From the time I married my soul-mate in December of 1969, I knew I’d either become a football fan or a miserable football “widow.” I chose the former. I learned the game, the players and whatever behind-the-scenes NFL scuttlebutt others talked about in my workplace coffee-break room.
In those early days, we lived in Dallas, and with Tom Landry at the helm of the Cowboys, we became enthusiastic fans. We identified with “America’s Team” before the rest of the world knew them by that name.
It was never simply a question of wins and losses nor my competitive drive desiring for “my” team to stay on top. Becoming a Cowboys fan also meant I became knowledgable about other NFL teams. When the Cowboys played the Redskins, I needed to know something about the history of that rivalry. If they played the Steelers, the Broncos or the 49ers, I learned the facts and lore that contributed to my enjoyment of each game.
Monday nights meant Monday Night Football, an institution of sorts for my husband and me. For all their shortcomings (and there were plenty), Howard Cosell, Frank Gifford and “Dandy” Don Meredith composed an easygoing and likable team. One of the most memorable parts of the weekly broadcast took place whenever the game looked to be out of reach of the losing team.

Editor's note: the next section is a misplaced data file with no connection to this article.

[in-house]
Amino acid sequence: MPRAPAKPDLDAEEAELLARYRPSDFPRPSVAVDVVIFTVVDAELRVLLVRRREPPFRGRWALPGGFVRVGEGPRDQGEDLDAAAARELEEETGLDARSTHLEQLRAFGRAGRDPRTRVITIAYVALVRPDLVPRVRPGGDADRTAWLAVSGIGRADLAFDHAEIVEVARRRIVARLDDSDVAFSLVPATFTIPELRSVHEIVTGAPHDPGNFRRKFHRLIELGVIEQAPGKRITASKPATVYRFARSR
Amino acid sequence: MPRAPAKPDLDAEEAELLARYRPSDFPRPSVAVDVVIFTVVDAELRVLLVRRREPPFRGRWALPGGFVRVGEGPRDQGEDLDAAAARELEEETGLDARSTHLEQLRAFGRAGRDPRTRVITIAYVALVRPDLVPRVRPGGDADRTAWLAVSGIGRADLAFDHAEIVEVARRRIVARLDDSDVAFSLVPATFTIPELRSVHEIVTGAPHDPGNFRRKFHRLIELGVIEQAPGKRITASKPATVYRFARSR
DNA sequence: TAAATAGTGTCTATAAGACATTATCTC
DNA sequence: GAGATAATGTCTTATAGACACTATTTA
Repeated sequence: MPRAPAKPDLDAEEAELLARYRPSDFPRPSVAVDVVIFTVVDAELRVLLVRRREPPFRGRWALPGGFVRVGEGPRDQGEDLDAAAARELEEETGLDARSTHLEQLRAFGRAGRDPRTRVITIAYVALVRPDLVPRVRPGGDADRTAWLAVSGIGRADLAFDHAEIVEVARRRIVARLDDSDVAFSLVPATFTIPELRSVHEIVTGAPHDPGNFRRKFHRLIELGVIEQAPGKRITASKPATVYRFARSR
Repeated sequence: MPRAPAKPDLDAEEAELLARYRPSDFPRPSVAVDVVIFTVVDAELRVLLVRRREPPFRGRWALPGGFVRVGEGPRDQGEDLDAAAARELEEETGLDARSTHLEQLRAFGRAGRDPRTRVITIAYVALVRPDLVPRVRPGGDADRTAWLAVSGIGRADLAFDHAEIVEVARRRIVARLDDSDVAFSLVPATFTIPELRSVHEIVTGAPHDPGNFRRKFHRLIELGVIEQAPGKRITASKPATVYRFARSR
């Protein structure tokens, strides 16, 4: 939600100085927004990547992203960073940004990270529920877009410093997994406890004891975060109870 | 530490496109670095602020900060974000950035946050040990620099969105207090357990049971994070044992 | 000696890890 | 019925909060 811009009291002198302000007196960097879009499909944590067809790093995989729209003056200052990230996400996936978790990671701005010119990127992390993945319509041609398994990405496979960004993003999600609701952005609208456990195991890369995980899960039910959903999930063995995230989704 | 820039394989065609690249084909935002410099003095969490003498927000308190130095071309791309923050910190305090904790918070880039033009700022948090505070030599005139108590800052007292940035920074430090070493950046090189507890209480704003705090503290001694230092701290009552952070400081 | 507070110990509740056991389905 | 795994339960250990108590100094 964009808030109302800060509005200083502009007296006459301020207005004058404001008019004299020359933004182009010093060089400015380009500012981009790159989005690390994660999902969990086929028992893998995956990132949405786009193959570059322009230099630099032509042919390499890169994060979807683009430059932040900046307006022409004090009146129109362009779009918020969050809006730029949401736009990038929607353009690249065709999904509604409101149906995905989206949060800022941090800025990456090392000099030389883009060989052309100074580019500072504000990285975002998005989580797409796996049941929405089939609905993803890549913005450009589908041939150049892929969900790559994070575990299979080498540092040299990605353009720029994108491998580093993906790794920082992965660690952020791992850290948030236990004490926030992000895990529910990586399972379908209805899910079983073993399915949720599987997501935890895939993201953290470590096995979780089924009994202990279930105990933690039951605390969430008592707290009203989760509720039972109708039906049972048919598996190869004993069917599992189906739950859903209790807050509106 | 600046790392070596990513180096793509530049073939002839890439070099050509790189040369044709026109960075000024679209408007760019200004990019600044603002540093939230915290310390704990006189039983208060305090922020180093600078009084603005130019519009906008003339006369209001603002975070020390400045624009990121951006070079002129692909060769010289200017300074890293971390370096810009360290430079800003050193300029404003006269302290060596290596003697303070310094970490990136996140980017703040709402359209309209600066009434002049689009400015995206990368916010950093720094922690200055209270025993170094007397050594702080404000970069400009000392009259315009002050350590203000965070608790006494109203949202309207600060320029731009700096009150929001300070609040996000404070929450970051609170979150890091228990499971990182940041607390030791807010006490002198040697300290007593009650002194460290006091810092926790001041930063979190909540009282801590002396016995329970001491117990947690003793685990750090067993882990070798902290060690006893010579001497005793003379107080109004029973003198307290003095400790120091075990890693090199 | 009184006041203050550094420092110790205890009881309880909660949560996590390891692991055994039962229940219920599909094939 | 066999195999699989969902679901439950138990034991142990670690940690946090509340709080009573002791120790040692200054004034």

As with the inimitable “fat lady,” we’d often stay tuned for that singular moment when Meredith broke into song … “turn out the lights, the party’s over.” In time, he didn’t even have to finish the line — the first four words were enough.
Don Meredith, aged 72, died today. I didn’t know the man, nor would he be included on my very select list of “heroes.” (Not enough information about him for me to make an educated choice.) Still, I enjoyed the broadcaster he was and the color commentary he contributed to Monday Night Football. RIP.